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The Rufis, Rubris, and Varecia

Blog by MBP Volunteer, Annie



We are getting into the swing of following three different species of lemurs and training a few more volunteers in the ways of the Rufis, Rubris, and Varecia (aka red-fronted brown lemur, red-bellied lemur, and black-and-white ruffed lemur). They all have their quirks and territories, and some of the Rufis and Rubris are still a little wary of people, so we have to be careful to walk slowly if we need to get information from the base of their trees.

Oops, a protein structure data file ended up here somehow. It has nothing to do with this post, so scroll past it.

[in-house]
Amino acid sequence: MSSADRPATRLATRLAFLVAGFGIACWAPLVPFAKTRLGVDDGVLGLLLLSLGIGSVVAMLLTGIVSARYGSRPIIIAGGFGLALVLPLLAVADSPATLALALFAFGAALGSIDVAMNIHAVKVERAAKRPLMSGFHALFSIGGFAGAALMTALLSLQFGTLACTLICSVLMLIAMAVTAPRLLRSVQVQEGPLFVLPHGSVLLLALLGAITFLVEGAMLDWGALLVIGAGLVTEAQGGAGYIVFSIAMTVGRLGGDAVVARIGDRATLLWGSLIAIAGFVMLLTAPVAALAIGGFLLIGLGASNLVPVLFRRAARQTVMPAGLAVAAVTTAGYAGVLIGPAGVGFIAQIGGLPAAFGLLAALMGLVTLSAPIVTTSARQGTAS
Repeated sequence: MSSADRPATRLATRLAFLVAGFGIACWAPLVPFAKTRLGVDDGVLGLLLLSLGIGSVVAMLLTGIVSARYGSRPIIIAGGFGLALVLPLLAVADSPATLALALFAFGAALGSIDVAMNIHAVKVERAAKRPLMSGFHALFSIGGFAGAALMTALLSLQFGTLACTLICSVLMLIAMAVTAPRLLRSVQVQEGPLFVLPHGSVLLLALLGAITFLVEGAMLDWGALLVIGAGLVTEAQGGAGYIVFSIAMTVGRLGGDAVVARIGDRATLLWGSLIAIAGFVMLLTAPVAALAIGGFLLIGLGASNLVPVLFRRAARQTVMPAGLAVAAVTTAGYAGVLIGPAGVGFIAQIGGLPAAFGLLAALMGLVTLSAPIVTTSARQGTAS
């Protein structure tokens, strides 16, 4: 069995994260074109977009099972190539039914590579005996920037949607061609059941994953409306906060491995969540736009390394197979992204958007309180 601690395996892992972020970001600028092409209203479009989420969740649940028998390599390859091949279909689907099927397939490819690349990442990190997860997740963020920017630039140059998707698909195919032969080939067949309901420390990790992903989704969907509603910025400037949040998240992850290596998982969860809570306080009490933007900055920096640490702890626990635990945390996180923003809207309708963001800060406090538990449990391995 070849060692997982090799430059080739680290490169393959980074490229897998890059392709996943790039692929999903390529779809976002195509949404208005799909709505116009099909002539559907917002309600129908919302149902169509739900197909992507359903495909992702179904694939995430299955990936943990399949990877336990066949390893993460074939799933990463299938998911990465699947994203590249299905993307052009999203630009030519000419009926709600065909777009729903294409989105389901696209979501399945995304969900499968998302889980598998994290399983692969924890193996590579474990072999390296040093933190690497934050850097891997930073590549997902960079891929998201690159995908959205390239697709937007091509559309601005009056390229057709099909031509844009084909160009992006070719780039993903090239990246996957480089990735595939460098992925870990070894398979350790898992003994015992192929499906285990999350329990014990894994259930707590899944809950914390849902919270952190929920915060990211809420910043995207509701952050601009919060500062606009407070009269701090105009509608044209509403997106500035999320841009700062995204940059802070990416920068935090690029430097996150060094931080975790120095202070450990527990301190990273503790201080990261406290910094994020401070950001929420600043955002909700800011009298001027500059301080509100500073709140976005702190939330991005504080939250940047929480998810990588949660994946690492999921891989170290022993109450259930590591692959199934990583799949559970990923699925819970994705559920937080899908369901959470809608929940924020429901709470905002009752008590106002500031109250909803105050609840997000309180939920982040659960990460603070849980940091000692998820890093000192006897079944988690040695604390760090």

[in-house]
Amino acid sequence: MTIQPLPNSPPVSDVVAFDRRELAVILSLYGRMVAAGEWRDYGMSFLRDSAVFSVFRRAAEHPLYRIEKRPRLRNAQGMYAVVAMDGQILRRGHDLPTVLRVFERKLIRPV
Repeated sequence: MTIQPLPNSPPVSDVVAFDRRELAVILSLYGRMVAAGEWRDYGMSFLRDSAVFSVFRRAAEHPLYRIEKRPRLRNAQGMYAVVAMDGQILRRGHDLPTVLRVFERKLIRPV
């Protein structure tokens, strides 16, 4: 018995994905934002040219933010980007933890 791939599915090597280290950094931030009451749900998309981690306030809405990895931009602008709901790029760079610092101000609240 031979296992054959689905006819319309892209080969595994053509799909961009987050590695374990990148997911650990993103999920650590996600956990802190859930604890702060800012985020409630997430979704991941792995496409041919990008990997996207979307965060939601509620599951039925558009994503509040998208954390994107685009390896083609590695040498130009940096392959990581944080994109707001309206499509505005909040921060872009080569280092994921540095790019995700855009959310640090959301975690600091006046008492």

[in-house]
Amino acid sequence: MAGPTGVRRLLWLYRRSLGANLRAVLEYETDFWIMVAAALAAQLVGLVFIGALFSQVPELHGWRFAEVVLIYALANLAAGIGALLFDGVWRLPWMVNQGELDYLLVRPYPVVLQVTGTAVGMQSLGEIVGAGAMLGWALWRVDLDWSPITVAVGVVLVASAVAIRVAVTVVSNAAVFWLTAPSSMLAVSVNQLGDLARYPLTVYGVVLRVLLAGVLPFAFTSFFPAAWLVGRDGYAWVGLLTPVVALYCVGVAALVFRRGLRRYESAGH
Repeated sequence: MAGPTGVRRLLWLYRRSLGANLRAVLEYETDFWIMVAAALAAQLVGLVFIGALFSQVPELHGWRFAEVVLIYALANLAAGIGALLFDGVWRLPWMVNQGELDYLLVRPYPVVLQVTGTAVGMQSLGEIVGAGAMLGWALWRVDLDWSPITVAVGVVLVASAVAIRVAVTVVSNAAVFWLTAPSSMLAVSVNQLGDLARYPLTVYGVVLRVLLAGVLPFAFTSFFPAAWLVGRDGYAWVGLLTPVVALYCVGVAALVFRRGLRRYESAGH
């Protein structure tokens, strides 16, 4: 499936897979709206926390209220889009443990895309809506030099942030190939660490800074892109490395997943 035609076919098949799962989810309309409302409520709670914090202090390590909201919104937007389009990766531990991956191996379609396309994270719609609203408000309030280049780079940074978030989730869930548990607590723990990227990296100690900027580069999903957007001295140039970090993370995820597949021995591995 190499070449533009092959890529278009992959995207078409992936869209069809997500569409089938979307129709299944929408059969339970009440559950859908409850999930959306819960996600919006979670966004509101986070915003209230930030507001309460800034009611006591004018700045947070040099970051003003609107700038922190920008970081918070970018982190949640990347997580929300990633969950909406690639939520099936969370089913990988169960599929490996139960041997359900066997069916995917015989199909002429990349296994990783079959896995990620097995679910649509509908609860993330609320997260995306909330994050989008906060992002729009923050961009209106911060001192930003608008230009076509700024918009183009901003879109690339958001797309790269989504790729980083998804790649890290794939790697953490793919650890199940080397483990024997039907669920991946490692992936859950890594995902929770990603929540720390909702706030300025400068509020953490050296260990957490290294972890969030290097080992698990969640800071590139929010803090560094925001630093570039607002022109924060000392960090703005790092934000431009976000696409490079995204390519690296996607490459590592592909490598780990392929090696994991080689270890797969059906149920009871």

Then again, sometimes we are surprised by a very close encounter with a curious Rubri. You’ll be peering up into the canopy, searching for a glimpse of the collared animal you’re following, when all of a sudden you’ll hear a noise to your right and see a little Rubri juvenile (they’re just a bit smaller than the adults) confidently scooting down the vine near you to take a look. He’ll stare at you with wide eyes, surrounded by white edging, and turn his head completely upside-down, just like a curious parrot, to have a closer look. One time I swear one of them was eyeing the peanuts we savor as a 9am protein boost. He darted right down the vine, barely a meter above one of our guides, looking like he was contemplating the jumping distance from the vine to the top of his head in order to sample the “fruits” in his hand. Of course the focal adults are never so bold, and it can be torturous to tear your eyes away from the cuteness so near at hand to go GPS a tree or estimate the height of the lemur you’re following. I have yet to obtain a satisfactory photo from one of these adorable cross-species interactions. I do have one of a young female Rufi, who approximates the Rubri’s staring eyes, although this particular animal was more confused than curious, and was squishing its tail in trepidation while grunting continuously. This seems to be the constant state of the Rufis, and it is hard to distinguish alarmed grunting from more casual, “Hey, I’ve found some nice leaves here,” “Or, hey, groom me next!” types of contact grunts (excuse the anthropomorphism).

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